Luther H. Story

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Luther H. Story
Medal of Honor U.S.Army.jpg
Medal of Honor recipient
Born (1931-07-20)July 20, 1931
Buena Vista, Georgia
Died September 1, 1950(1950-09-01) (aged 19)
Near Agok, Korea
Allegiance United States of America
Service/branch United States Army
Rank Corporal (posthumous)
Unit Company A, 9th Infantry Regiment, 2d Infantry Division
Battles/wars Korean War
Awards Medal of Honor
Purple Heart

Luther H. Story (July 20, 1931 – September 1, 1950) was a soldier in the United States Army during the Korean War. He posthumously received the Medal of Honor for his actions on September 1, 1950.

Medal of Honor citation[edit]

Rank and organization Private First Class, U.S. Army, Company A, 9th Infantry Regiment, 2d Infantry Division

Place and date: Near Agok, Korea, September 1, 1950

Entered service at: Georgia. Born: July 20, 1931, Buena Vista, Georgia

G.O. No.: 70, August 2, 1951

Citation:

Pfc. Story, distinguished himself by conspicuous gallantry and intrepidity above and beyond the call of duty in action. A savage daylight attack by elements of 3 enemy divisions penetrated the thinly held lines of the 9th Infantry. Company A beat off several banzai attacks but was bypassed and in danger of being cut off and surrounded. Pfc. Story, a weapons squad leader, was heavily engaged in stopping the early attacks and had just moved his squad to a position overlooking the Naktong River when he observed a large group of the enemy crossing the river to attack Company A. Seizing a machine gun from his wounded gunner he placed deadly fire on the hostile column killing or wounding an estimated 100 enemy soldiers. Facing certain encirclement the company commander ordered a withdrawal. During the move Pfc. Story noticed the approach of an enemy truck loaded with troops and towing an ammunition trailer. Alerting his comrades to take cover he fearlessly stood in the middle of the road, throwing grenades into the truck. Out of grenades he crawled to his squad, gathered up additional grenades and again attacked the vehicle. During the withdrawal the company was attacked by such superior numbers that it was forced to deploy in a rice field. Pfc. Story was wounded in this action, but, disregarding his wounds, rallied the men about him and repelled the attack. Realizing that his wounds would hamper his comrades he refused to retire to the next position but remained to cover the company's withdrawal. When last seen he was firing every weapon available and fighting off another hostile assault. Private Story's extraordinary heroism, aggressive leadership, and supreme devotion to duty reflect the highest credit upon himself and were in keeping with the esteemed traditions of the military service.[1]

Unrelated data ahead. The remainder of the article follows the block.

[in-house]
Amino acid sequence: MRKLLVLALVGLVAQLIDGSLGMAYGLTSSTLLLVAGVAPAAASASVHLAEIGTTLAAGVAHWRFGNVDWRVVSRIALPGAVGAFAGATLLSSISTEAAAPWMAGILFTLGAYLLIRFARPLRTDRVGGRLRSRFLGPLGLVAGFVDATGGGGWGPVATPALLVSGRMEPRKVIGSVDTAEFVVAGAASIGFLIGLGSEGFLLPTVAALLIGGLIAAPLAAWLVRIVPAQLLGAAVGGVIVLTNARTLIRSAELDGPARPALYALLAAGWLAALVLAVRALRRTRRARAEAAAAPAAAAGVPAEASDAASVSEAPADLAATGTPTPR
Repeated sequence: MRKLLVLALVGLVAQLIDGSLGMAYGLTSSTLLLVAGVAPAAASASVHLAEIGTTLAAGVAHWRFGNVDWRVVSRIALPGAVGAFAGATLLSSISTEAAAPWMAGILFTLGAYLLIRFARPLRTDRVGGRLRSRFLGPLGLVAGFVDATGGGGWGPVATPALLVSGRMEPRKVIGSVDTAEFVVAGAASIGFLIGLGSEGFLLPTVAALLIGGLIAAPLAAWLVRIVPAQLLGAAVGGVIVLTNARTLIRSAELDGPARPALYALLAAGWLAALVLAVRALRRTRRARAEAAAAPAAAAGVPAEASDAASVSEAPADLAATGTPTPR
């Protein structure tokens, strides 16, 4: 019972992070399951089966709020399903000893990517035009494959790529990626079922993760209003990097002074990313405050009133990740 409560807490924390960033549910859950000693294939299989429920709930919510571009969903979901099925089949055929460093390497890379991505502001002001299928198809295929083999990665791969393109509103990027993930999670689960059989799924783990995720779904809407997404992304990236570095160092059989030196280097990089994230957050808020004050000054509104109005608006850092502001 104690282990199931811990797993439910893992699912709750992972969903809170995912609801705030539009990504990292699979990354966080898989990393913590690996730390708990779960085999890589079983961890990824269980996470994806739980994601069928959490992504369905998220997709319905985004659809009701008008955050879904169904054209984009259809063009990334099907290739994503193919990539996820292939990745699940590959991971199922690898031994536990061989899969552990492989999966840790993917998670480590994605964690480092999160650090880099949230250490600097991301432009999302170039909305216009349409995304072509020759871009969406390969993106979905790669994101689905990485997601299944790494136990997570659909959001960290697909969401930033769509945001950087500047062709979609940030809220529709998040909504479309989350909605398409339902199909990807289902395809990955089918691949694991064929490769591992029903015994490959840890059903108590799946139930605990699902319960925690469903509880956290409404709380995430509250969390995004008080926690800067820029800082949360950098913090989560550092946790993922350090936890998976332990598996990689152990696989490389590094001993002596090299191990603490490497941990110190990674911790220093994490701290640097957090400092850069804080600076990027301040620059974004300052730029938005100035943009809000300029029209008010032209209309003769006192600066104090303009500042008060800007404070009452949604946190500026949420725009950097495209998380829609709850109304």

See also[edit]

Notes[edit]

  1. ^ ""LUTHER H. STORY" entry". Medal of Honor recipients: Korean War. United States Army Center of Military History. June 8, 2009. Retrieved 2007-12-30. 

References[edit]

 This article incorporates public domain material from websites or documents of the United States Army Center of Military History.